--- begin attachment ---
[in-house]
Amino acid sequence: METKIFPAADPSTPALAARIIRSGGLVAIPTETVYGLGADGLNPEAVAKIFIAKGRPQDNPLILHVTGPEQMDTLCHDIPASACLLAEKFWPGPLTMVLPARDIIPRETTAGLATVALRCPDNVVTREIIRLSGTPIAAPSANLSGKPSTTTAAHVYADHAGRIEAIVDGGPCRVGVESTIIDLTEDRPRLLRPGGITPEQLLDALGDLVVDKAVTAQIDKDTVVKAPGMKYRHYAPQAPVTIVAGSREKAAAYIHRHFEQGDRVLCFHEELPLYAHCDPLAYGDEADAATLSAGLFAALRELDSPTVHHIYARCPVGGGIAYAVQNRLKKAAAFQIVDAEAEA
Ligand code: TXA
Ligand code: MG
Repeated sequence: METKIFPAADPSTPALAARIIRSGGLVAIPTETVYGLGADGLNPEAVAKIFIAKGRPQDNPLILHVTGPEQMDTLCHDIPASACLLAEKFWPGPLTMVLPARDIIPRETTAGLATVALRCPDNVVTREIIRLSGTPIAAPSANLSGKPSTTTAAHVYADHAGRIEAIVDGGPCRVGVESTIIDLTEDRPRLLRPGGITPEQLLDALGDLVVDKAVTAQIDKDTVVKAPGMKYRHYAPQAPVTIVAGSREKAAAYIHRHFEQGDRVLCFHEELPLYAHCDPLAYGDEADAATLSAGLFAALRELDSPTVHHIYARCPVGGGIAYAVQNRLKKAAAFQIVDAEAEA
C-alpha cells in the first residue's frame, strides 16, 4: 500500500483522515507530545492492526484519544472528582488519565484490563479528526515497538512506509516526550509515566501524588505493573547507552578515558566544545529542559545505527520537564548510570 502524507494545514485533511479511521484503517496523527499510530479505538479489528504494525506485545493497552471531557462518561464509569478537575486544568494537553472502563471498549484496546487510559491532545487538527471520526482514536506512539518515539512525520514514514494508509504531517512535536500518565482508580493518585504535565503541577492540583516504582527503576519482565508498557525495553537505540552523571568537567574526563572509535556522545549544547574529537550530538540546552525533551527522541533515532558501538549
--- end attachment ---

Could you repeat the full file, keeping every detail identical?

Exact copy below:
[in-house]
Amino acid sequence: METKIFPAADPSTPALAARIIRSGGLVAIPTETVYGLGADGLNPEAVAKIFIAKGRPQDNPLILHVTGPEQMDTLCHDIPASACLLAEKFWPGPLTMVLPARDIIPRETTAGLATVALRCPDNVVTREIIRLSGTPIAAPSANLSGKPSTTTAAHVYADHAGRIEAIVDGGPCRVGVESTIIDLTEDRPRLLRPGGITPEQLLDALGDLVVDKAVTAQIDKDTVVKAPGMKYRHYAPQAPVTIVAGSREKAAAYIHRHFEQGDRVLCFHEELPLYAHCDPLAYGDEADAATLSAGLFAALRELDSPTVHHIYARCPVGGGIAYAVQNRLKKAAAFQIVDAEAEA
Ligand code: TXA
Ligand code: MG
Repeated sequence: METKIFPAADPSTPALAARIIRSGGLVAIPTETVYGLGADGLNPEAVAKIFIAKGRPQDNPLILHVTGPEQMDTLCHDIPASACLLAEKFWPGPLTMVLPARDIIPRETTAGLATVALRCPDNVVTREIIRLSGTPIAAPSANLSGKPSTTTAAHVYADHAGRIEAIVDGGPCRVGVESTIIDLTEDRPRLLRPGGITPEQLLDALGDLVVDKAVTAQIDKDTVVKAPGMKYRHYAPQAPVTIVAGSREKAAAYIHRHFEQGDRVLCFHEELPLYAHCDPLAYGDEADAATLSAGLFAALRELDSPTVHHIYARCPVGGGIAYAVQNRLKKAAAFQIVDAEAEA
C-alpha cells in the first residue's frame, strides 16, 4: 500500500483522515507530545492492526484519544472528582488519565484490563479528526515497538512506509516526550509515566501524588505493573547507552578515558566544545529542559545505527520537564548510570 502524507494545514485533511479511521484503517496523527499510530479505538479489528504494525506485545493497552471531557462518561464509569478537575486544568494537553472502563471498549484496546487510559491532545487538527471520526482514536506512539518515539512525520514514514494508509504531517512535536500518565482508580493518585504535565503541577492540583516504582527503576519482565508498557525495553537505540552523571568537567574526563572509535556522545549544547574529537550530538540546552525533551527522541533515532558501538549